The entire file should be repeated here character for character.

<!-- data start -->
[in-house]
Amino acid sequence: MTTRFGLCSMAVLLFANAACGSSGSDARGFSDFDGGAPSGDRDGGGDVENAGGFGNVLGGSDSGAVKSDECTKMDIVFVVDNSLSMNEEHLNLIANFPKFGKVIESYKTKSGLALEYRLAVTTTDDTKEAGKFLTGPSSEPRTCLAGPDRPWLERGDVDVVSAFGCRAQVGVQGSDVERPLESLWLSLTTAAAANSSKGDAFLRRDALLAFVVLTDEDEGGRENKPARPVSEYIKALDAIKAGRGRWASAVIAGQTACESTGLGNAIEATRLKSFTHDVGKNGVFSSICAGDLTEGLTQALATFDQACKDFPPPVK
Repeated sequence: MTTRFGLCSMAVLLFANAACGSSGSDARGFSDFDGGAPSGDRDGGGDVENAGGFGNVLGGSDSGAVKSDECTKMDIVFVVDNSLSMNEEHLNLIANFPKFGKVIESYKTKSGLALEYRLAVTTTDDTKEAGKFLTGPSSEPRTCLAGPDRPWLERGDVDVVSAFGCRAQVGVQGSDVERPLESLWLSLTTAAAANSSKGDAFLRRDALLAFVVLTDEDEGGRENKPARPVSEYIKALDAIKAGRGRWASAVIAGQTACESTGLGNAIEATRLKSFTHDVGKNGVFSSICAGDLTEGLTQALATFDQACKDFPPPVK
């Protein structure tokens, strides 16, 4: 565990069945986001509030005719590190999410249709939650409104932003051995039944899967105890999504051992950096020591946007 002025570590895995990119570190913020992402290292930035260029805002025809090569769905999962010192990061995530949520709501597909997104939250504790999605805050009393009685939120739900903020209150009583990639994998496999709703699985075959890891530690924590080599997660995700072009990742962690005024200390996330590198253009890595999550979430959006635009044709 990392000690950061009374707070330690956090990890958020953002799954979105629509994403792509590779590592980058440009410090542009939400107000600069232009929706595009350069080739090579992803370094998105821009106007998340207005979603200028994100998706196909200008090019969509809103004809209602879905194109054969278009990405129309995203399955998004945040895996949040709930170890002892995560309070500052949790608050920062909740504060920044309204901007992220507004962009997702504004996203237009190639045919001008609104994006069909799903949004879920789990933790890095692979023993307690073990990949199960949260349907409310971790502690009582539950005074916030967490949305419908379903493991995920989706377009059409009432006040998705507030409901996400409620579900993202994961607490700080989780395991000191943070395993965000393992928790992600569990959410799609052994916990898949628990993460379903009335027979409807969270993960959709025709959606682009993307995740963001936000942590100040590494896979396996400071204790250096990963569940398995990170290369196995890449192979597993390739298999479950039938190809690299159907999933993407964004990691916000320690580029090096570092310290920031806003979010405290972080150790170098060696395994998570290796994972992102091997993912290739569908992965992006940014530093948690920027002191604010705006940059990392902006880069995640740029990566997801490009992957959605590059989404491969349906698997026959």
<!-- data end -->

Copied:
[in-house]
Amino acid sequence: MTTRFGLCSMAVLLFANAACGSSGSDARGFSDFDGGAPSGDRDGGGDVENAGGFGNVLGGSDSGAVKSDECTKMDIVFVVDNSLSMNEEHLNLIANFPKFGKVIESYKTKSGLALEYRLAVTTTDDTKEAGKFLTGPSSEPRTCLAGPDRPWLERGDVDVVSAFGCRAQVGVQGSDVERPLESLWLSLTTAAAANSSKGDAFLRRDALLAFVVLTDEDEGGRENKPARPVSEYIKALDAIKAGRGRWASAVIAGQTACESTGLGNAIEATRLKSFTHDVGKNGVFSSICAGDLTEGLTQALATFDQACKDFPPPVK
Repeated sequence: MTTRFGLCSMAVLLFANAACGSSGSDARGFSDFDGGAPSGDRDGGGDVENAGGFGNVLGGSDSGAVKSDECTKMDIVFVVDNSLSMNEEHLNLIANFPKFGKVIESYKTKSGLALEYRLAVTTTDDTKEAGKFLTGPSSEPRTCLAGPDRPWLERGDVDVVSAFGCRAQVGVQGSDVERPLESLWLSLTTAAAANSSKGDAFLRRDALLAFVVLTDEDEGGRENKPARPVSEYIKALDAIKAGRGRWASAVIAGQTACESTGLGNAIEATRLKSFTHDVGKNGVFSSICAGDLTEGLTQALATFDQACKDFPPPVK
């Protein structure tokens, strides 16, 4: 565990069945986001509030005719590190999410249709939650409104932003051995039944899967105890999504051992950096020591946007 002025570590895995990119570190913020992402290292930035260029805002025809090569769905999962010192990061995530949520709501597909997104939250504790999605805050009393009685939120739900903020209150009583990639994998496999709703699985075959890891530690924590080599997660995700072009990742962690005024200390996330590198253009890595999550979430959006635009044709 990392000690950061009374707070330690956090990890958020953002799954979105629509994403792509590779590592980058440009410090542009939400107000600069232009929706595009350069080739090579992803370094998105821009106007998340207005979603200028994100998706196909200008090019969509809103004809209602879905194109054969278009990405129309995203399955998004945040895996949040709930170890002892995560309070500052949790608050920062909740504060920044309204901007992220507004962009997702504004996203237009190639045919001008609104994006069909799903949004879920789990933790890095692979023993307690073990990949199960949260349907409310971790502690009582539950005074916030967490949305419908379903493991995920989706377009059409009432006040998705507030409901996400409620579900993202994961607490700080989780395991000191943070395993965000393992928790992600569990959410799609052994916990898949628990993460379903009335027979409807969270993960959709025709959606682009993307995740963001936000942590100040590494896979396996400071204790250096990963569940398995990170290369196995890449192979597993390739298999479950039938190809690299159907999933993407964004990691916000320690580029090096570092310290920031806003979010405290972080150790170098060696395994998570290796994972992102091997993912290739569908992965992006940014530093948690920027002191604010705006940059990392902006880069995640740029990566997801490009992957959605590059989404491969349906698997026959």